There are multiple scenarios that end in Vinny Curry’s departure from the Eagles in 2018, but likely just one where he is retained. The veteran defensive end will need to agree to a pay cut to return, assuming a contract restructuring is offered by the club.
Curry is scheduled to cost the Eagles $11 million under the salary cap next season, a figure most everybody can agree is much too high. Where the two sides go from there is the tricky part.
The Eagles may approach Curry about a pay cut. Then again, they may opt to trade or — more likely — release him outright instead. Even if the Eagles are willing to renegotiate Curry’s contract, he may decline the club’s offer, again prompting a trade or his release.
Any way you slice it, there are a lot more roads leading out of Philadelphia than back in.
Though he hasn’t quite lived up to the $47.5 million contract extension signed in 2016, Curry is coming off of a quality season. His 18 quarterback hits tied for first among Eagles defensive linemen, while his 42 tackles and 10 tackles for loss were second to Brandon Graham. Three sacks is a low number for a 16-game starter, but Curry made a greater impact than that tally suggests.
Now comes the hard part. Will the obviously talented Curry and the cap-strapped Eagles be able to agree on his value? And does such a deal behoove either side?
The Eagles could very well arrive at the difficult decision to move on. The club is over the projected cap for 2018 in the first place, with Graham, Chris Long and Derek Barnett all under contract.
While Curry’s release creates $6 million in dead money against the cap, designating the transaction as a post-June 1 cut splits that cost over the next two seasons. It’s not an attractive option but allows the Eagles to save as much as $8 million in 2018, quite a bit of space.
A trade is less likely, simply because not many teams would be willing to inherit Curry’s remaining contract — more than $28 million over the next three years. That being said, the Eagles are among the most creative front offices in the NFL, so if they’re able to package Curry in any way for draft picks, don’t rule that out.
This is business for the Eagles. Of course, it’s business to Curry as well, and as much as he might want to stay, there are other teams that would jump at the opportunity to pay for his services.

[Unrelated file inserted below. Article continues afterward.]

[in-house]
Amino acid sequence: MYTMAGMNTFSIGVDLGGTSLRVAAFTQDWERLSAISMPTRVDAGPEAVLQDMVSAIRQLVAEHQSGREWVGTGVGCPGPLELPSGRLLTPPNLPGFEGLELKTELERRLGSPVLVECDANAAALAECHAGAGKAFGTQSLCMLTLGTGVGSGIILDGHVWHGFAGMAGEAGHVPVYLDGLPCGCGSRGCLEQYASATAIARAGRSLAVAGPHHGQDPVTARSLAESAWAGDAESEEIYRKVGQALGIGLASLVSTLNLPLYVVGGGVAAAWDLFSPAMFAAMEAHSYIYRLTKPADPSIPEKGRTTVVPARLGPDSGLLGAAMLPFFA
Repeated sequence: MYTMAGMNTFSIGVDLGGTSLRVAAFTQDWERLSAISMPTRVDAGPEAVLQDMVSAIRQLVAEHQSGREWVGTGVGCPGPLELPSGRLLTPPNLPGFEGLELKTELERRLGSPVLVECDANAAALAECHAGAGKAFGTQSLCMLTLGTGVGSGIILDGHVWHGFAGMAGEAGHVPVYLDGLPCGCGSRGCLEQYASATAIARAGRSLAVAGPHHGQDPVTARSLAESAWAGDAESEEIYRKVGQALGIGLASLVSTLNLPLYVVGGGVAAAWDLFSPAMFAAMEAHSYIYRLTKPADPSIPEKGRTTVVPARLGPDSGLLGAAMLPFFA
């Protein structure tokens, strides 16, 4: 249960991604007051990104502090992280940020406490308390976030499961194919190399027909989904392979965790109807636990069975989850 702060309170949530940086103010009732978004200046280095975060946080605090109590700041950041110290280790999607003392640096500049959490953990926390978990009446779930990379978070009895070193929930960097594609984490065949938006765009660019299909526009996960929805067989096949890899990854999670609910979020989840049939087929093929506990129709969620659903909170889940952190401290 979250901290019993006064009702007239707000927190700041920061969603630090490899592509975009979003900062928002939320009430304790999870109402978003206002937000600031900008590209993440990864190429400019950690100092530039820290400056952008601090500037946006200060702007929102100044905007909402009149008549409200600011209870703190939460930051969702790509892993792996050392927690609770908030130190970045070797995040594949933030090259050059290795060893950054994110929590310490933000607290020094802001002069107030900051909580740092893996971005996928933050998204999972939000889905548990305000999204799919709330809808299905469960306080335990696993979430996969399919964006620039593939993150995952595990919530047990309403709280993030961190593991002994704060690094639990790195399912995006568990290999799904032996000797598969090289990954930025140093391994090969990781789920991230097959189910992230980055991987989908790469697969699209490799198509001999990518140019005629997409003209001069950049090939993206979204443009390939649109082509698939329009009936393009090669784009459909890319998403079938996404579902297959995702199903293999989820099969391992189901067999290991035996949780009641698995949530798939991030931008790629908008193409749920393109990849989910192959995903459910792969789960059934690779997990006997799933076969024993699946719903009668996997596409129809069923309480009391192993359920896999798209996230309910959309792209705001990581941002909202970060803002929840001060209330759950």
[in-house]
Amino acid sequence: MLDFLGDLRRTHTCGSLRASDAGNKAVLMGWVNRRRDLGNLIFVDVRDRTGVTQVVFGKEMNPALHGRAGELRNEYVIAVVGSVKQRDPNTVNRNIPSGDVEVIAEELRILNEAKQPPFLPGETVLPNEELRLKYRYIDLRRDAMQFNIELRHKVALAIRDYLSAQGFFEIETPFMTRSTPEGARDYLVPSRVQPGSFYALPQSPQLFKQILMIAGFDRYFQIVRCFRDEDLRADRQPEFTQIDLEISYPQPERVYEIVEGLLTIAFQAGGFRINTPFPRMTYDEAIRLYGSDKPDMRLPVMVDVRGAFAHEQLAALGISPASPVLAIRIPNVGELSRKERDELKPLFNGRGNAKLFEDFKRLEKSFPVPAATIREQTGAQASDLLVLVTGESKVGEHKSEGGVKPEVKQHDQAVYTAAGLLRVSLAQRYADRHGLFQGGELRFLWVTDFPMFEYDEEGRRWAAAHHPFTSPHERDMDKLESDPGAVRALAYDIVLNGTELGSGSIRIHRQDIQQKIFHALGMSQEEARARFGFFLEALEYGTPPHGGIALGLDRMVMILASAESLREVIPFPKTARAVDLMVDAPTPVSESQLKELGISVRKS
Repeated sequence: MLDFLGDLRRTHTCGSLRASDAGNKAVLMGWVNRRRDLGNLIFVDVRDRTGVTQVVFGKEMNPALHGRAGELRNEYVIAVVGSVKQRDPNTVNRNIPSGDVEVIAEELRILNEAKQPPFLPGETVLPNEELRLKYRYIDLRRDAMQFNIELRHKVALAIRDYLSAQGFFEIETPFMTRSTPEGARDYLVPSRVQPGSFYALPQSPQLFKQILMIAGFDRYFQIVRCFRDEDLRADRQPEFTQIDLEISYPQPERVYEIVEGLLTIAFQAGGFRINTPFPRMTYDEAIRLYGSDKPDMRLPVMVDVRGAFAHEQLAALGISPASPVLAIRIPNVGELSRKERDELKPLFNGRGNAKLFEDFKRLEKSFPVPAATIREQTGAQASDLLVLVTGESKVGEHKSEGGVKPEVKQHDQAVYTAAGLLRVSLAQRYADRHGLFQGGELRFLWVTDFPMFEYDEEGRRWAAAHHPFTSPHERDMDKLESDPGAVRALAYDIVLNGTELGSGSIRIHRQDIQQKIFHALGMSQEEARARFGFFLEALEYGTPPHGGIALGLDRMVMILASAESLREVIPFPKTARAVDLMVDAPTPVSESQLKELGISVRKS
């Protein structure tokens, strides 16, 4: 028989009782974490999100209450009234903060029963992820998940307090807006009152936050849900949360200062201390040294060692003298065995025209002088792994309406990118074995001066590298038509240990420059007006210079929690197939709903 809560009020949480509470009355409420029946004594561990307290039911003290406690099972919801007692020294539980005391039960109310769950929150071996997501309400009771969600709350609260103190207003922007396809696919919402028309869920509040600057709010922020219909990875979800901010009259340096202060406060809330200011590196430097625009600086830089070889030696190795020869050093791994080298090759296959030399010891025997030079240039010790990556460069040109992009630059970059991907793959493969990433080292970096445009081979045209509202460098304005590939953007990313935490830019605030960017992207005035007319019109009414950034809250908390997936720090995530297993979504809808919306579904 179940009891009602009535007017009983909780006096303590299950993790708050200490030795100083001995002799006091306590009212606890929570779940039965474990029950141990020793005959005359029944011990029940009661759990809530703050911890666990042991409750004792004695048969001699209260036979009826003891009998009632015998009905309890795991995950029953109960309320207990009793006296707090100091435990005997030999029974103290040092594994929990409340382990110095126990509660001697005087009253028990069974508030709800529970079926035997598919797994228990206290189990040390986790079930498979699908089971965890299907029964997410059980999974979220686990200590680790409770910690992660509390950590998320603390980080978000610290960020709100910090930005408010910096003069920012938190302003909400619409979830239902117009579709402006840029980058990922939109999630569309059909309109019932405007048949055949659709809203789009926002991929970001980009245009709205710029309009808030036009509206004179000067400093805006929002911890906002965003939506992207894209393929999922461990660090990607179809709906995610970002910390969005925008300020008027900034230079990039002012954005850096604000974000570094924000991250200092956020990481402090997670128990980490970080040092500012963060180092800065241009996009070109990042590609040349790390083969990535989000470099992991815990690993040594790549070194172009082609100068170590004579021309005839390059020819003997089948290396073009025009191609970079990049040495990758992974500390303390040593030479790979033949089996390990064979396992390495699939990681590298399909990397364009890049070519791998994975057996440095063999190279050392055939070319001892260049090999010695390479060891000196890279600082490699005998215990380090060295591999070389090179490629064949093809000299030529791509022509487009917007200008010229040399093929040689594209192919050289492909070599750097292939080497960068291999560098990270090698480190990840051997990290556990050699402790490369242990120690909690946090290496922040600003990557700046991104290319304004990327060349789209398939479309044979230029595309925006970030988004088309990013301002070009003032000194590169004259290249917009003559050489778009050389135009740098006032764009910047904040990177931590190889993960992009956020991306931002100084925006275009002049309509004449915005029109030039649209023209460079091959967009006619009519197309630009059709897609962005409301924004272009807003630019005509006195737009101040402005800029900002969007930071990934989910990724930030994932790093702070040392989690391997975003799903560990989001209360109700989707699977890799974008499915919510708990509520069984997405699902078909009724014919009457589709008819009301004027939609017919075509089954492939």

Let’s say the Eagles do request Curry takes a pay cut. Will that amount be more or less than what he might command as a free agent? Put another way, if Curry were a free agent this offseason, would he land a deal for significantly less than the $28 million he’s already owed, or his $9 million in base salary for '18? Probably not.
As simple as it is to say the Eagles can try to restructure Curry’s contract, in this case, that might not be in the player’s best interest. Doesn’t mean he’ll say no, but it’s certainly not something the Eagles should count on.
It’s difficult to envision this situation working out for everybody, given how badly the Eagles need the money and how much Curry stands to gain on the open market.
DEFENSIVE ENDS BREAKDOWN
*Ages as of Sept. 6, 2018
2018 cap hit: $11M
To put Curry’s cap number in perspective, he’s currently the 15th-highest paid edge defender in the NFL under contract in '18. Statistics don’t do his performance justice, but that’s undeniably a level his play on the field hasn’t matched. A large portion of Curry's base salary becomes guaranteed in March, so expect a decision soon. The Eagles need not wait to reap the benefits of the so-called June 1 designation.
2018 cap hit: $8M
Meanwhile, Graham is in the final year of his contract, and clamoring for a new deal he definitely earned. The magic number for the top defensive ends in the league right now is around $17 million per year, so this could get complicated. Ultimately, the Eagles would be wise pay an All-Pro talent, locker room leader and Super Bowl hero — probably something slightly less than that amount — but negotiations probably drag into the summer. Freeing up some of Curry’s money would help.
2018 cap hit: $2.92M
The 14th overall pick a year ago, Barnett is poised for a bigger role in 2018. Finished with 6.0 sacks as a rookie, including playoffs, and could push double digits next season with more playing time.
2018 cap hit: $2.35M
Long seems to have landed in the perfect scheme to extend his career, though it will be difficult to match last season’s production. At this price, the Eagles have nothing to lose.
2018 cap hit: $905,000
If the Eagles get desperate for coin, Means’ salary isn’t guaranteed, and he’s rarely active on game day. Then again, the team really likes the intensity he brings to practice. Given the chance, maybe Means could be effective on Sundays, too.
Brought back strictly to reprise his role as a specialist, Braman’s job is likely done now that the Eagles have won the Super Bowl. Regardless, he’s not in the mix at defensive end.